Sake Bar Nippon II
This review is the second part of my take on this restaurant- Visits after the first one were sobering, despite the Shochu and counter-side seating. Familiarity and proximity often breed attenuation if not contempt. My full-time hostess this time was the pretty rarely glimpsed girl from the last visit- she still exuded dulcet appeal but the throb in my gaze was gone.
For first course, I ordered whole squid. Right in front of me, the chef fished out a specimen from the supplies and placed it on the grill. The length-wise body,crested by the fanned-out fin, along with a separate cut of tentacles was patiently roasted,then diced spiffily and presented with mayo and a wedge of lemon. The squid's flavour alas was undiscernible; most of the marine seductive innocence had been grilled right out of it.It was flecked by a caramelized broth which oozed notes of little consequence.
More entertaining again was the field of my vision beyond the plate,rather than the sensation on my tongue. The night for the restaurant was petering to a close, but I still got to witness interesting sights like the chef using a blow torch to scorch scallops topped with melting dollops of mayonnaise, before easing them onto a plate for the scallop mayo appetizer. Umpteen orders for "saikoro beef", were coolly executed- the orange of the carrots contrasted against the green of the beans as classic Nipppon accompaniments to a hunk of beef neatly roasted & steadily chopped into chunks.
I was most fascinated on seeing a big roasting skillet that had hemispherical hollows in which seafood-stuffed dumplings were sizzling. These are called Takoyaki- from a distance at least,they bear identical resemblance to Appo -rice cakes that are roasted in similar vessels and served in South Karnataka cuisine to great effect with chutneys. I ordered prawn Takoyaki- half a dozen of these dumplings were tucked snugly onto a compact plate, drizzled with laces of mayo-soy and finally sprinkled with bonito flakes that did a enchanted dance as steam tickled them from underneath. The interior of these steamed spheres however is semi-liquid and thus stays frustratingly extra-hot for a long time. Anyway,these mimicked a savoury custard that is softly ripe with umami- upon biting into these orbs, the mouth fills with a moist savoury fullness that eventually peaks with the crisp succulence of prawns.'Twas worth ordering.
Prawn tempura was middling- flavourful pizazz eluded it. The date pudding - a sphere straddling the texture between custard and cake- was served with ice-cream and fruits -it will make a student pass but will condemn a super-chef to flunk his last-quarter exams.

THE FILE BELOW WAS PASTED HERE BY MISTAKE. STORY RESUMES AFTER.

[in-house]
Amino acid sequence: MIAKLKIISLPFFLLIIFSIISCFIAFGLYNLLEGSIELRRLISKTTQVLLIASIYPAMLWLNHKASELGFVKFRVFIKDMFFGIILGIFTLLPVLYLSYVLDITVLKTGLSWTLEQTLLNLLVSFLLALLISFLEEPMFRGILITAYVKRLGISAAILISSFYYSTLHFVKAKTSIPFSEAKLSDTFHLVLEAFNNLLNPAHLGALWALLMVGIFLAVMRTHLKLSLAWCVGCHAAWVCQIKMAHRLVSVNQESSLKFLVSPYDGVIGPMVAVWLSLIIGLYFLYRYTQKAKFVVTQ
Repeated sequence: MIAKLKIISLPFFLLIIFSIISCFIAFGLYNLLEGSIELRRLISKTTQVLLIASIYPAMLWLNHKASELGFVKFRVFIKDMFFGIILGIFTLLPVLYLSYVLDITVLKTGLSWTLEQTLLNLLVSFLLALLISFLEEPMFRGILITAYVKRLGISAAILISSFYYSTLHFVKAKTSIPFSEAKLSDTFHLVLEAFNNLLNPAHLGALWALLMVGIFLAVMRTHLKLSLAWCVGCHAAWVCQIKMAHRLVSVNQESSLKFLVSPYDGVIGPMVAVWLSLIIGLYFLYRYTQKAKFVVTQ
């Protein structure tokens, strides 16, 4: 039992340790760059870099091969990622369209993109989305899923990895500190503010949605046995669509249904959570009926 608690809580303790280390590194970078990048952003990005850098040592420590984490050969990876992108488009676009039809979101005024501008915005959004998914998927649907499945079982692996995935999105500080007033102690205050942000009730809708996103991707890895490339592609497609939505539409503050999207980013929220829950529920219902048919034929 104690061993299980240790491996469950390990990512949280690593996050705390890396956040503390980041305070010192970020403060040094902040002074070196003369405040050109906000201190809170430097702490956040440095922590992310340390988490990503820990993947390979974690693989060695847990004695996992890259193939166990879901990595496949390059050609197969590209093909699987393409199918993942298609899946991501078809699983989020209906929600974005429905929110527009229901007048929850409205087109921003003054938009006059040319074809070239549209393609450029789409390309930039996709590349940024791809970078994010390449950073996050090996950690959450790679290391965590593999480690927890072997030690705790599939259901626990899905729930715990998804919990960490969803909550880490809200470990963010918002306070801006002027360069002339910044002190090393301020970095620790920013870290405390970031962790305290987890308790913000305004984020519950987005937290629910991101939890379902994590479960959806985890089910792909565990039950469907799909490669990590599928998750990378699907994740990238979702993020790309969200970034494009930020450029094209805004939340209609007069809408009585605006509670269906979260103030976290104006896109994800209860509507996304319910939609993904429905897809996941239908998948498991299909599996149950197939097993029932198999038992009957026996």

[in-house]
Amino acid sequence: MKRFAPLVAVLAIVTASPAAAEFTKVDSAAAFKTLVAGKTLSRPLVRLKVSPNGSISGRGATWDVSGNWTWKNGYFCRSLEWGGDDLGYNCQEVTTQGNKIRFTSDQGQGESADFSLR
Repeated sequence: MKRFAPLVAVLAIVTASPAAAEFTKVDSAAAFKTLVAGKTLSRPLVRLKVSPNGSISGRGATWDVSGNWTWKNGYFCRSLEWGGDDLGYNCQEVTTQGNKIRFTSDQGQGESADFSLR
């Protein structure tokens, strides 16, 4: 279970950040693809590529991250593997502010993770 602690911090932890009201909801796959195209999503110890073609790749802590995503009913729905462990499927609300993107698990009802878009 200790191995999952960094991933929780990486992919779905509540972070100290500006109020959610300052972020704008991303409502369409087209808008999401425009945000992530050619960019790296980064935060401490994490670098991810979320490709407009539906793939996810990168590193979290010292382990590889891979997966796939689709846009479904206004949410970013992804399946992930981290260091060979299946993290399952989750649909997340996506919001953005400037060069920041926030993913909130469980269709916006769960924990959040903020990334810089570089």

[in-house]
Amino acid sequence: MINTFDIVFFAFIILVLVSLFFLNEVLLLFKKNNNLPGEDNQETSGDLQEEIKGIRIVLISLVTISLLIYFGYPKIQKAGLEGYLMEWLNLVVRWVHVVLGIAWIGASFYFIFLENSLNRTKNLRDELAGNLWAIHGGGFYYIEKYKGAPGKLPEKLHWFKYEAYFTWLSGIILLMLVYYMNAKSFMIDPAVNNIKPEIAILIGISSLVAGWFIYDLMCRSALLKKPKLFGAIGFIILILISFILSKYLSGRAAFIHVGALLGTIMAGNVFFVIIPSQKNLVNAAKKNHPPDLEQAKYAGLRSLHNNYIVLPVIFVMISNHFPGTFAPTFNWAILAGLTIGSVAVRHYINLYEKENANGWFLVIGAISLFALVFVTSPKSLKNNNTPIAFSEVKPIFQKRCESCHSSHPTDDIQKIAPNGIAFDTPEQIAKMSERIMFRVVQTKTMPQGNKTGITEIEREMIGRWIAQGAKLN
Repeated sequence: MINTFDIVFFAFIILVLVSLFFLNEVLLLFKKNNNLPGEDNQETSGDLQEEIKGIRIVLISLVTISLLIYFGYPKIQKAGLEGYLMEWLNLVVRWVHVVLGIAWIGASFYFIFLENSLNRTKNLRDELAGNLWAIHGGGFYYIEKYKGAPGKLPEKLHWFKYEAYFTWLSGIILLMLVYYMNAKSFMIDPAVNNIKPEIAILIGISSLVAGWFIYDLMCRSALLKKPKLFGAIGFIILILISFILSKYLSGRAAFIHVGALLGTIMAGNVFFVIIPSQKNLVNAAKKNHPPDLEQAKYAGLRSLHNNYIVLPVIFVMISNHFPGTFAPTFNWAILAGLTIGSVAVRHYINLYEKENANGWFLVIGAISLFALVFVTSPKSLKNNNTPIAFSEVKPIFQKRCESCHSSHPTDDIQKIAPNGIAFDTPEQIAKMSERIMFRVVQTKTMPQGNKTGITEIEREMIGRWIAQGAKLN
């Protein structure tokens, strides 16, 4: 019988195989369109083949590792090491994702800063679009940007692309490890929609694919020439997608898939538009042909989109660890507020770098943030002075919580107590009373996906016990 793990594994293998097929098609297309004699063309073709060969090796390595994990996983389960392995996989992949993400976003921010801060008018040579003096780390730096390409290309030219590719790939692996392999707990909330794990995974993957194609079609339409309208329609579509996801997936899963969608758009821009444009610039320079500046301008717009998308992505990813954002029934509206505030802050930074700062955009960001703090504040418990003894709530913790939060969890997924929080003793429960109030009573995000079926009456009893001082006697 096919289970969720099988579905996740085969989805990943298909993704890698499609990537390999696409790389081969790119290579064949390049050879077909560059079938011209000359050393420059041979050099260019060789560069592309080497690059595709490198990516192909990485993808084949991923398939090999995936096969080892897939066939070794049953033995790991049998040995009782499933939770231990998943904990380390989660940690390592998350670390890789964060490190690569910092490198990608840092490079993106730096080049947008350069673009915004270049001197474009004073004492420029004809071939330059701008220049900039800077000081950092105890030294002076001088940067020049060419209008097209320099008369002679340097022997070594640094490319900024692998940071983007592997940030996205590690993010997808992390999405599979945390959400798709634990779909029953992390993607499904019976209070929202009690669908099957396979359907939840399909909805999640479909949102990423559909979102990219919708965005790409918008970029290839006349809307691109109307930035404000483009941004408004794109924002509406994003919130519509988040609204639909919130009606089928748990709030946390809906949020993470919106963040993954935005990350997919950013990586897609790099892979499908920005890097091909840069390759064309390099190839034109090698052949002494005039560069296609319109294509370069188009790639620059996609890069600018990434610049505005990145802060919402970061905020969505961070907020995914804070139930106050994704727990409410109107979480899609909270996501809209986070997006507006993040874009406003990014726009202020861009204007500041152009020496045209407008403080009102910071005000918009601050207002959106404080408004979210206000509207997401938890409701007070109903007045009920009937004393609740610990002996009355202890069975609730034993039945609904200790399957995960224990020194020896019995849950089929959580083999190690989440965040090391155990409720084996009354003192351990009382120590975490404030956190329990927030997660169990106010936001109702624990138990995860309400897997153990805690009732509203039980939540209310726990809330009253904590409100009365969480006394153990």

As a experience-concluding order, I asked for roasted Eel hoping that an elite rendition of this Japanese special would enable me to slip away with happy memories in the end,but I was informed that supplies of this had slid away from the kitchen's stores.But who knew- perhaps a snappy spiffy Gyoza might honourable round out the day so this became the final order. A surfeit of salt proved to be the final spoiler -the gentle equilibrium between the roasted encasing and the filling of shredded chicken-'n'-cabbage was undone by overdone seasoning. The seasons of my multifarious meal here thus assumed a sobering rise and fall of taste,notwithstanding the constant companionship of hot sake. Service - when the place has few patrons (which is not often) you may expect reasonable vigilance but when the place is packed to the gills (which is often) the two waitresses swim about busily trying to mitigate the tide of orders while attention to customers is shot to bits. Long waits can consequently ensue. But an unexpected advantage of counter-side seating is that while you wait for the waitresses ,the chef unexpectedly reaches across the partition and directly presents you the dish you were waiting for! Flavours- ajinomoto is freely relied on, and mayonnaise and soy sauce are slipped in wherever possible.
Ambience - Red spherical lanterns, plenty of inscribed Japanese alphabets, a Japanese TV channel (that nobody cares to watch, mute as it is),ethnic vocals and oriental instruments piped in through the speakers, wood which comprises the seats tables walls and even partitions betweens the booths all assiduously build a native quiddity that is persuasive in its far-away appeal.
This redolent detailed ambience and the immediacy of the counter-side seating enhance the appeal of this Izakaya's wide roster of dishes that are steadily despatched to cater to its abundant clientile.What it lacks in excellence it makes up for by way of workmanlike competence in banging out 80 different dishes listed on its menu - a refreshing alternative compared to so many conventional NZ bars in which the menu is a restricted stock set often run over by fried items. Besides, if you still want your senses to be blown away here,you can always count on the back-to-back bottoms-up of half a dozen Shochu shots.
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